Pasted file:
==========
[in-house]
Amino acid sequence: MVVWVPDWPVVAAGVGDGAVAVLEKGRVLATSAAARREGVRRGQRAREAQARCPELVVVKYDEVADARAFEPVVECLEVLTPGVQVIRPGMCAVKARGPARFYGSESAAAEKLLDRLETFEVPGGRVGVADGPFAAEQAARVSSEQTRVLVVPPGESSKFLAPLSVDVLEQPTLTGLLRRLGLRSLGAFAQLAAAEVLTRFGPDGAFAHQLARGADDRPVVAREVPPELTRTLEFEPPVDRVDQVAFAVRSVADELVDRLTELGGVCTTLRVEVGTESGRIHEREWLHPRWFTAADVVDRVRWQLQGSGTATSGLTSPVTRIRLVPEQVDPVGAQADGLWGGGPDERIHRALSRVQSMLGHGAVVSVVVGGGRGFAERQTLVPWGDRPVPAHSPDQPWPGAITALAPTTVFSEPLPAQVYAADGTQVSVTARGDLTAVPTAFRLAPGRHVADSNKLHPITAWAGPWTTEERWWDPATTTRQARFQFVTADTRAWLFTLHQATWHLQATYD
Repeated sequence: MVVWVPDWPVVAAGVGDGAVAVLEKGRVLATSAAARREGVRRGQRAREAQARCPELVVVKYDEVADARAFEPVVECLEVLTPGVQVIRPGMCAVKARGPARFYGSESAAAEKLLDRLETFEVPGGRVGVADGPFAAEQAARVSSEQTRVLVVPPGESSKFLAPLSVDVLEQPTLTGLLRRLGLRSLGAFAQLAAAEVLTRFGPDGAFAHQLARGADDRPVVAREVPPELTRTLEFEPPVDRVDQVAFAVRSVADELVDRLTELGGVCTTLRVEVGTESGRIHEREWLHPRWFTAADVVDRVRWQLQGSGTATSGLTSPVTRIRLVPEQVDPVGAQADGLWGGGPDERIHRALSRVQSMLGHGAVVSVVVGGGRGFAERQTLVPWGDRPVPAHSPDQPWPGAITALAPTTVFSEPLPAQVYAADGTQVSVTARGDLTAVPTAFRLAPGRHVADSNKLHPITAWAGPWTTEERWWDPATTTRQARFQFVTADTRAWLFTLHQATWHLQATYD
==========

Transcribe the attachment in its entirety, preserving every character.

[in-house]
Amino acid sequence: MVVWVPDWPVVAAGVGDGAVAVLEKGRVLATSAAARREGVRRGQRAREAQARCPELVVVKYDEVADARAFEPVVECLEVLTPGVQVIRPGMCAVKARGPARFYGSESAAAEKLLDRLETFEVPGGRVGVADGPFAAEQAARVSSEQTRVLVVPPGESSKFLAPLSVDVLEQPTLTGLLRRLGLRSLGAFAQLAAAEVLTRFGPDGAFAHQLARGADDRPVVAREVPPELTRTLEFEPPVDRVDQVAFAVRSVADELVDRLTELGGVCTTLRVEVGTESGRIHEREWLHPRWFTAADVVDRVRWQLQGSGTATSGLTSPVTRIRLVPEQVDPVGAQADGLWGGGPDERIHRALSRVQSMLGHGAVVSVVVGGGRGFAERQTLVPWGDRPVPAHSPDQPWPGAITALAPTTVFSEPLPAQVYAADGTQVSVTARGDLTAVPTAFRLAPGRHVADSNKLHPITAWAGPWTTEERWWDPATTTRQARFQFVTADTRAWLFTLHQATWHLQATYD
Repeated sequence: MVVWVPDWPVVAAGVGDGAVAVLEKGRVLATSAAARREGVRRGQRAREAQARCPELVVVKYDEVADARAFEPVVECLEVLTPGVQVIRPGMCAVKARGPARFYGSESAAAEKLLDRLETFEVPGGRVGVADGPFAAEQAARVSSEQTRVLVVPPGESSKFLAPLSVDVLEQPTLTGLLRRLGLRSLGAFAQLAAAEVLTRFGPDGAFAHQLARGADDRPVVAREVPPELTRTLEFEPPVDRVDQVAFAVRSVADELVDRLTELGGVCTTLRVEVGTESGRIHEREWLHPRWFTAADVVDRVRWQLQGSGTATSGLTSPVTRIRLVPEQVDPVGAQADGLWGGGPDERIHRALSRVQSMLGHGAVVSVVVGGGRGFAERQTLVPWGDRPVPAHSPDQPWPGAITALAPTTVFSEPLPAQVYAADGTQVSVTARGDLTAVPTAFRLAPGRHVADSNKLHPITAWAGPWTTEERWWDPATTTRQARFQFVTADTRAWLFTLHQATWHLQATYD